The Obstacle is the Way by Ryan Holiday
One Line Summary
What stands in the way becomes the way
In my review of the Mediations by Marcus Aurelius, I touched on this idea of flipping your perspective on obstacles. But Ryan Holiday has really took this concept and run with it in The Obstacle is the Way.
If you don’t know Ryan Holiday, he’s a young entrepreneur and author. He’s tough to classify because he has positioned himself in a lot of different domains. My guess is that he would think of himself like a modern day philosopher.
I really enjoy his books. He has some other good ones called Trust Me, I’m Lying and Ego is the Enemy that hopefully I’ll get to reviewing at some point. But I still think The Obstacle is the Way is my favorite.
So what’s this book about? Well the subtitle is “the classic art of turning trials into triumph”. That’s a pretty spot on description.
People who are highly effective executors in life have this seemingly magical ability to take obstacles and not only succeed in spite of them, but actually because of them. They take obstacles and almost use them like a ladder to get to the next level.
Not only does this make them effective executors, but think of the psychological quality of life that kind of person might have. How would you feel if EVERYTHING was moving you towards your goals, even obstacles?
You’d be relaxed. At ease. You may even have a feeling of support by nature or God, because it’s like everything is just working out in perfection.
Now compare that to how the average person looks at obstacles. Complain, whine, make excuses, get depressed, feel angry etc.
Of course everyone probably has been a bit of both at times. I know I have. And I’m not looking down at people who behave that way because I get it. Life can seem tough as shit, if not downright impossible.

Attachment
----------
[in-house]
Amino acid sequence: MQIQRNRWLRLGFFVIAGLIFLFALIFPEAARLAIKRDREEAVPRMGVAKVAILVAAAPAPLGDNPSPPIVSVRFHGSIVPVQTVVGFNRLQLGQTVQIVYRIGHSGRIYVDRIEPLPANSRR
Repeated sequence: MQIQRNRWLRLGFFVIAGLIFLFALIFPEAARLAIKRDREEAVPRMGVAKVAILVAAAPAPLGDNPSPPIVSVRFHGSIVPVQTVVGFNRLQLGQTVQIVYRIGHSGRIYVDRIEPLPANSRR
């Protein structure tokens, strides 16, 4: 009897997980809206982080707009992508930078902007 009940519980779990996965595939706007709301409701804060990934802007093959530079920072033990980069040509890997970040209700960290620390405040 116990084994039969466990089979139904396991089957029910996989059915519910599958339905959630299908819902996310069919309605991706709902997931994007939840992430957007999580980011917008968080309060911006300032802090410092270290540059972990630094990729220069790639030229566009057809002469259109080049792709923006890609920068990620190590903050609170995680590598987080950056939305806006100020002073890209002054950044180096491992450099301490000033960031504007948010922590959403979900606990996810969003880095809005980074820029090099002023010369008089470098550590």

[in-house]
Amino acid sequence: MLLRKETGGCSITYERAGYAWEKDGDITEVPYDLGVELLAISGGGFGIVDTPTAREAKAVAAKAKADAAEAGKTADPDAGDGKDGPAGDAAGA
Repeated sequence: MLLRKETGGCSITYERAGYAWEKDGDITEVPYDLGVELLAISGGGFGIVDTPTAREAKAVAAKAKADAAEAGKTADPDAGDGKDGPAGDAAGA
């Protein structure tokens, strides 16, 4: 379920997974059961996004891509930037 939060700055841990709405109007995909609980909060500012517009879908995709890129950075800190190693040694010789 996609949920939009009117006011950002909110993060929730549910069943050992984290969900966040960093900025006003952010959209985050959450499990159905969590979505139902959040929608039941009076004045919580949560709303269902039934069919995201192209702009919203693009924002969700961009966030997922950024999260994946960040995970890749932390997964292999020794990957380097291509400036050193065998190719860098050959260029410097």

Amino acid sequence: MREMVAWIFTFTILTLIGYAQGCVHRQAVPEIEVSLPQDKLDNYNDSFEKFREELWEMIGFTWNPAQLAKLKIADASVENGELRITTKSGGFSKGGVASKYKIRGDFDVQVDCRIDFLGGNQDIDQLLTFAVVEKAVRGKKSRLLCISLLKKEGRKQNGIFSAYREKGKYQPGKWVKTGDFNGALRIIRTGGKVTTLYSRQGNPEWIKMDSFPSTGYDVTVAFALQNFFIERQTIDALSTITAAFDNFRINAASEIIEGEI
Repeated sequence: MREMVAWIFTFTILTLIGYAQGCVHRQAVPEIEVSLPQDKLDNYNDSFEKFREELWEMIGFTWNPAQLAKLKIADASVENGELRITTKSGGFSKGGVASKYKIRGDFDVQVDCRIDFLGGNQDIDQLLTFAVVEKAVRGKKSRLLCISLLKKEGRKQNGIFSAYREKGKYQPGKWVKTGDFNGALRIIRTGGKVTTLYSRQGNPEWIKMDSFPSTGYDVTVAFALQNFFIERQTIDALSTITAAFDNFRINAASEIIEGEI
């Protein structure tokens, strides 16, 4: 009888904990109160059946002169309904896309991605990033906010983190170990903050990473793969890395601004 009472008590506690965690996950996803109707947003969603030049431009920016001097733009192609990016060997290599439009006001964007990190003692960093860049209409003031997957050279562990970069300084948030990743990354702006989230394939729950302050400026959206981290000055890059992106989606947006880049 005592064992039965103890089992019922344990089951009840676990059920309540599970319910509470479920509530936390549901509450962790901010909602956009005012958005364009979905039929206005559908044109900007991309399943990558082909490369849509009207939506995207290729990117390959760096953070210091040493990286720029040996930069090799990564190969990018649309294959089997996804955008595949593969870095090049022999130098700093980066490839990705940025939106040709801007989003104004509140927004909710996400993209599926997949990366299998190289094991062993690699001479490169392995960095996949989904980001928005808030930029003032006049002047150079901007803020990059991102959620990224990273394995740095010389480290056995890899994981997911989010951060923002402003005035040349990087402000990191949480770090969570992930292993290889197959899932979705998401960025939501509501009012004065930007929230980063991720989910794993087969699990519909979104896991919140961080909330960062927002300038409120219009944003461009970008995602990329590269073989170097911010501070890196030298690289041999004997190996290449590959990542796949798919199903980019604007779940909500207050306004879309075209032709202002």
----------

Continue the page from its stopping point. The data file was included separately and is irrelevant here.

But if you’re here, I’m going to assume that’s not what you want. You want to move towards the first category of people. You want to be an executor.
Why it’s Awesome
Although the book title is a reference to Marcus Aurelius, this concept of the obstacle is the way is not just a Stoic ideal. Holiday is constantly referencing people throughout history from all different cultures and backgrounds who have embodied this and giving examples of their triumphs.
Part of the reason I like this book is because unfortunately I don’t read much history, and Holiday is a history buff. So he gave me some new perspectives I wasn’t familiar with.
Some of the people he uses as examples include Abraham Lincoln, John D Rockefeller and Thomas Edison. These are all people who lived this philosophy of the obstacle is the way, even if they didn’t know it.
So how do we turn trials into triumph?
Holiday breaks it down into 3 separate parts. They are:
Let’s go though each individually.
The first point Holiday makes is that it’s about perception. You don’t have to put your head in the sand and pretend there isn’t an obstacle with “positive-thinking”. There is an obstacle. But it’s your perception of how to look at this obstacle that will make the difference.
The perception you want to have in this case is one of acceptance. Even if you prefer there wouldn’t be an obstacle, you’re excepting that this is what life has given to you in the present moment and it can’t be any other way. Anything but acceptance is essentially insanity.
Acceptance also doesn’t mean a suppression of emotions. But at some point you do have deal with your situation as it is.
So it’s a non-resistance to life and the things we can’t control.
Holiday doesn’t go into this in the book, but many westerners hate this idea of non-resistance because it’s very scary to feel like we’re not in control. We’re very identified with the “poor little me” as Alan Watts calls it.
This “poor little me” sees the outside world as fundamentally unintelligent, mechanical and hostile. And so if we don’t step in, take control and protect ourselves, who knows what might happen?
But that’s not the way other cultures have viewed reality for thousands of years.
Every major religion, at its core at least, understands this truth that actually you are not just in the world. You are the whole world. Just like how a drop of water is simultaneously the whole ocean. It’s all One thing, and the need to defend yourself is mostly an illusion.
Let’s look at the ancient Yin Yang symbol. The Yin Yang symbol is a reminder that opposites are actually One. And not only do opposites always go together, each one actually contains a bit of the other.